Since he joined Corin at the age of 19, Dave has had a varied career and worked his way up to Warehouse and Logistics Manager. Here, he tells us about this pivotal role and how it’s being shaped by new technologies.  

Tell me about your role

Dave in conversation with a colleage

I now manage goods inwards, the function I originally started in, as well as the finished goods store and the short-term loans department. My division is very much the start and end-point in the process.

We take receipt of raw materials and ensure they are correct before issuing to the factory floor. Warehouse management also comes under my remit, with stock going out on a global basis from this facility to our subsidiaries and distributors.

Additionally, we have short-term consignments going out in the UK. This function sees instruments and implants shipped to hospitals for one-off, often short-notice, cases so we have a very direct impact on a patient’s treatment.

Many a time a late call has come in with urgent or last-minute requests. We encourage the team to remember that there’s a patient at the end of the service, and to think of that individual as if they were a family member, understanding how it would affect them if they couldn’t have the operation they’d built themselves up to have.

This role has a direct impact on the patient, the surgeon and the hospital. As a product is getting closer to the end-point, my team supports the final stage, ensuring goods are dispatched in a timely manner.

What keeps you at Corin?

My colleagues have been a big factor. But also, the ongoing progress of the business, growing from a smallish orthopaedic company to the size that we are now. I still can’t believe it has happened in such a short period of time, five years.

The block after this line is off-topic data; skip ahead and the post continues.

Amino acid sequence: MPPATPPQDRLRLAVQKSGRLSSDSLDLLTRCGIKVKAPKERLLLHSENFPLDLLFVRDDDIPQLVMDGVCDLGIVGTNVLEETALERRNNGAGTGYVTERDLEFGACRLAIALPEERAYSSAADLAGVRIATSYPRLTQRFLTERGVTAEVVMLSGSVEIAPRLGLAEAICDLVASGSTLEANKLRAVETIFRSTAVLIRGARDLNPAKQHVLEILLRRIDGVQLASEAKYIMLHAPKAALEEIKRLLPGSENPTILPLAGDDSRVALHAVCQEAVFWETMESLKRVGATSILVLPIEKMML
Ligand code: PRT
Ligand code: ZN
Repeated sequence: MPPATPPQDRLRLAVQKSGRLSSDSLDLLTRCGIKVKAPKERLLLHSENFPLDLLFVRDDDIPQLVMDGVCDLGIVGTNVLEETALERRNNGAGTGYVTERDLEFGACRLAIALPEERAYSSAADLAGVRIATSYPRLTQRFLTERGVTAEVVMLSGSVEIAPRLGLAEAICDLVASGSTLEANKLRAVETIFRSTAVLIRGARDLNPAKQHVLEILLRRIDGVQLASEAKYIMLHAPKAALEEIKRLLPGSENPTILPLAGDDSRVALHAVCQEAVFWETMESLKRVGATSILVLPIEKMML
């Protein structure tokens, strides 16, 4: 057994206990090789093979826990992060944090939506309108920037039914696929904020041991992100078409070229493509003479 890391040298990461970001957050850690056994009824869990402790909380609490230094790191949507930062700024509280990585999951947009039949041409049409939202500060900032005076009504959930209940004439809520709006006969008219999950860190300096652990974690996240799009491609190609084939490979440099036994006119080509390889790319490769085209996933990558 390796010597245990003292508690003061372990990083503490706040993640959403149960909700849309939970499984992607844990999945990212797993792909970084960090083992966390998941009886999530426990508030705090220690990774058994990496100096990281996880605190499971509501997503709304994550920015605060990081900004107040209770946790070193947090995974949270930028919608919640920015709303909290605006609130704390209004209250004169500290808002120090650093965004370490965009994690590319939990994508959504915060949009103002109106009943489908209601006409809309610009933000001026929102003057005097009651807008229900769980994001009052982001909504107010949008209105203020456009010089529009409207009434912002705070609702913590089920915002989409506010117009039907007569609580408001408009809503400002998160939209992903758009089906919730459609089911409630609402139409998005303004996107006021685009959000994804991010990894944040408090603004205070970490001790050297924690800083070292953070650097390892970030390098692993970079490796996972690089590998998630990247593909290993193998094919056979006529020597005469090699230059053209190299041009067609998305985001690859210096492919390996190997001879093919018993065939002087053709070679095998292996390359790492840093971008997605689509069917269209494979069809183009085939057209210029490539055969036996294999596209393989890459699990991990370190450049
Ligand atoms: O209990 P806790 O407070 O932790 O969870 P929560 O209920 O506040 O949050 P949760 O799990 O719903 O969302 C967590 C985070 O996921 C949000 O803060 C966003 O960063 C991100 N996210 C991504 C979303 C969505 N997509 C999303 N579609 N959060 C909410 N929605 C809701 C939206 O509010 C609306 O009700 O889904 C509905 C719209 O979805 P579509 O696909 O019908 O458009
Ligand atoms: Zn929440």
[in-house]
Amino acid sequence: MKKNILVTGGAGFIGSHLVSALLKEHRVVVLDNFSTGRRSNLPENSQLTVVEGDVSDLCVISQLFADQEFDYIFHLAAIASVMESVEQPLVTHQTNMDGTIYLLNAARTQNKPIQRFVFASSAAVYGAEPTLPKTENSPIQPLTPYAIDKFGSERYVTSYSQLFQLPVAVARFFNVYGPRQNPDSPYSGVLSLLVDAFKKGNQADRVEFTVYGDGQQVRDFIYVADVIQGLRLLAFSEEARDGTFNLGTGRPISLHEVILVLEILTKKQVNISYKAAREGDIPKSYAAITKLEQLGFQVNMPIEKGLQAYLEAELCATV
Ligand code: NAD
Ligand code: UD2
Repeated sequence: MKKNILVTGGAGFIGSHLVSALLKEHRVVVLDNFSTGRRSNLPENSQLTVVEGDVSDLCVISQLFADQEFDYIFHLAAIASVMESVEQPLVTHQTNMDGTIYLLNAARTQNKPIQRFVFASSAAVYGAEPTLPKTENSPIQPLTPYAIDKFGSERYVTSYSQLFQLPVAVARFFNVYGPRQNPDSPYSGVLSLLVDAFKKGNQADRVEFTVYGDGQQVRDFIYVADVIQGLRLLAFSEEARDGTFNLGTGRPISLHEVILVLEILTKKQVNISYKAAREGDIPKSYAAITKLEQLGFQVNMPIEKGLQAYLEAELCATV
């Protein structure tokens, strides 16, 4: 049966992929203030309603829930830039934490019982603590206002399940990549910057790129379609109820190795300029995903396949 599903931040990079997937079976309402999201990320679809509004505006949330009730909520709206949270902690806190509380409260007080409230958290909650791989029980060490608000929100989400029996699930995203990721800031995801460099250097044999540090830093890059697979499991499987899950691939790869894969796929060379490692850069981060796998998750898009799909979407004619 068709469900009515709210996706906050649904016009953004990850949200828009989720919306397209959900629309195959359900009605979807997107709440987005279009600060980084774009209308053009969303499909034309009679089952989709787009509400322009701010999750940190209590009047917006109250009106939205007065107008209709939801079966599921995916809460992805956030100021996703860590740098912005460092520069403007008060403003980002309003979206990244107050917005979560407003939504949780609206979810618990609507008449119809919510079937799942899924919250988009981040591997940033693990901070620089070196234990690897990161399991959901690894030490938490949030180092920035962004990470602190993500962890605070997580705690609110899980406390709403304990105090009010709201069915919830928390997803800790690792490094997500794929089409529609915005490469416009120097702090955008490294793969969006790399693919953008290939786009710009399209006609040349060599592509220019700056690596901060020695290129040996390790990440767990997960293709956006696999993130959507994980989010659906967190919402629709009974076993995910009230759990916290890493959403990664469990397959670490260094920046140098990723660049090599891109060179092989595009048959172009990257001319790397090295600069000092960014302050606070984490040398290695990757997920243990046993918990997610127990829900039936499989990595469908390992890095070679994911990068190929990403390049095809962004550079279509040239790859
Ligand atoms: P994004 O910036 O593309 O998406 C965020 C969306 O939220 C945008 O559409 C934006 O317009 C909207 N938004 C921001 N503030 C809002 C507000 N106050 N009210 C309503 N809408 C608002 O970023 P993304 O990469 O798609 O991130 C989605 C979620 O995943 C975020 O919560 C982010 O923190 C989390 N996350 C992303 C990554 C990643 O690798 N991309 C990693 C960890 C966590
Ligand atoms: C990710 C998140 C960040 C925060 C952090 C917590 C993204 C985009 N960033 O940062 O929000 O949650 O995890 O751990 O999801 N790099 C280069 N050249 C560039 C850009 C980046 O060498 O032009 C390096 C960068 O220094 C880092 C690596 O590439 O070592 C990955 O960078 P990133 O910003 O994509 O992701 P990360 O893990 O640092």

It’s interesting to see the route that our leadership team has taken us on. The introduction of new technologies like our Optimised Positioning System™ (OPS™) for implants, and our Remote Patient Manager™ (RPM™) solution to aid recovery, have helped us become more patient orientated.

On top of this, because we’re growing so quickly, there’s always scope for improvement, to make the business work better, and enable a better service.

All of this keeps me driven and motivated.

How have logistics changed in the time you’ve been at Corin?

In the short-term loans department, the just-in-time model, more commonly associated with industries such as automotive manufacturing, is one we work towards.

We still offer surgeons that are regularly performing procedures a consignment kit within the hospital. But for those that don’t operate as frequently, it doesn’t make sense to take up valuable space in the hospital for the kit. Additionally, there can be last-minute requests that come in where the surgeon may have consignment kit available, but only enough to do one operation when two or three are scheduled within a short period.

We’ve set ourselves up so that our kits are ready to go at the drop of a hat if a call comes in. I think the market is changing, and Corin is working on several projects that will reduce the amount of kit supplied to make it easier for the surgical team to manage.

With the growth we have experienced in the company in the last five years, the warehouse has seen a rapid increase in both raw materials received and implants shipped out. Ensuring my teams can co-ordinate this increase in material handling and support the business as required has been a key aspect of my role in this time.

How has technology changed your role?

Dave looking over stock